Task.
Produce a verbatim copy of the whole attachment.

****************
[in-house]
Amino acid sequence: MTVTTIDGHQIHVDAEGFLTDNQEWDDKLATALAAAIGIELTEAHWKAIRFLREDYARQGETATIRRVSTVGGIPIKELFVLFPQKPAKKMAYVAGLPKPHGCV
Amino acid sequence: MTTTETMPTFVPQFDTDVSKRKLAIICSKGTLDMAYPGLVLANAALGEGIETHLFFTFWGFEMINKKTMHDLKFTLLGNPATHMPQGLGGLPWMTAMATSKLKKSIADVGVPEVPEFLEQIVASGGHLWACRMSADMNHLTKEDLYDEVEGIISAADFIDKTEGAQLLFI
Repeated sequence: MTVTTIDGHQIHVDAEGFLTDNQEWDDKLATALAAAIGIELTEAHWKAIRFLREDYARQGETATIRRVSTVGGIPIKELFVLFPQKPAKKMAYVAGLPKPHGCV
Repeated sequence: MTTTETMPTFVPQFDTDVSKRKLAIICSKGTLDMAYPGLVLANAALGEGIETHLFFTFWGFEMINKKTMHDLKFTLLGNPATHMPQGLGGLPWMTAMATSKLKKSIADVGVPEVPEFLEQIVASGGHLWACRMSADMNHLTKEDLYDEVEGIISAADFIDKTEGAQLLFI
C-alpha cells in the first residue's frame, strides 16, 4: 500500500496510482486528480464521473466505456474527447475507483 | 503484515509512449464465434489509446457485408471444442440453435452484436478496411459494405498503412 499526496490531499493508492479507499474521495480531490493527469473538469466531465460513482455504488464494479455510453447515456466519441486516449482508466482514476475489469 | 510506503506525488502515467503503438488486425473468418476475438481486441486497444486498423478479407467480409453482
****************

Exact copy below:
[in-house]
Amino acid sequence: MTVTTIDGHQIHVDAEGFLTDNQEWDDKLATALAAAIGIELTEAHWKAIRFLREDYARQGETATIRRVSTVGGIPIKELFVLFPQKPAKKMAYVAGLPKPHGCV
Amino acid sequence: MTTTETMPTFVPQFDTDVSKRKLAIICSKGTLDMAYPGLVLANAALGEGIETHLFFTFWGFEMINKKTMHDLKFTLLGNPATHMPQGLGGLPWMTAMATSKLKKSIADVGVPEVPEFLEQIVASGGHLWACRMSADMNHLTKEDLYDEVEGIISAADFIDKTEGAQLLFI
Repeated sequence: MTVTTIDGHQIHVDAEGFLTDNQEWDDKLATALAAAIGIELTEAHWKAIRFLREDYARQGETATIRRVSTVGGIPIKELFVLFPQKPAKKMAYVAGLPKPHGCV
Repeated sequence: MTTTETMPTFVPQFDTDVSKRKLAIICSKGTLDMAYPGLVLANAALGEGIETHLFFTFWGFEMINKKTMHDLKFTLLGNPATHMPQGLGGLPWMTAMATSKLKKSIADVGVPEVPEFLEQIVASGGHLWACRMSADMNHLTKEDLYDEVEGIISAADFIDKTEGAQLLFI
C-alpha cells in the first residue's frame, strides 16, 4: 500500500496510482486528480464521473466505456474527447475507483 | 503484515509512449464465434489509446457485408471444442440453435452484436478496411459494405498503412 499526496490531499493508492479507499474521495480531490493527469473538469466531465460513482455504488464494479455510453447515456466519441486516449482508466482514476475489469 | 510506503506525488502515467503503438488486425473468418476475438481486441486497444486498423478479407467480409453482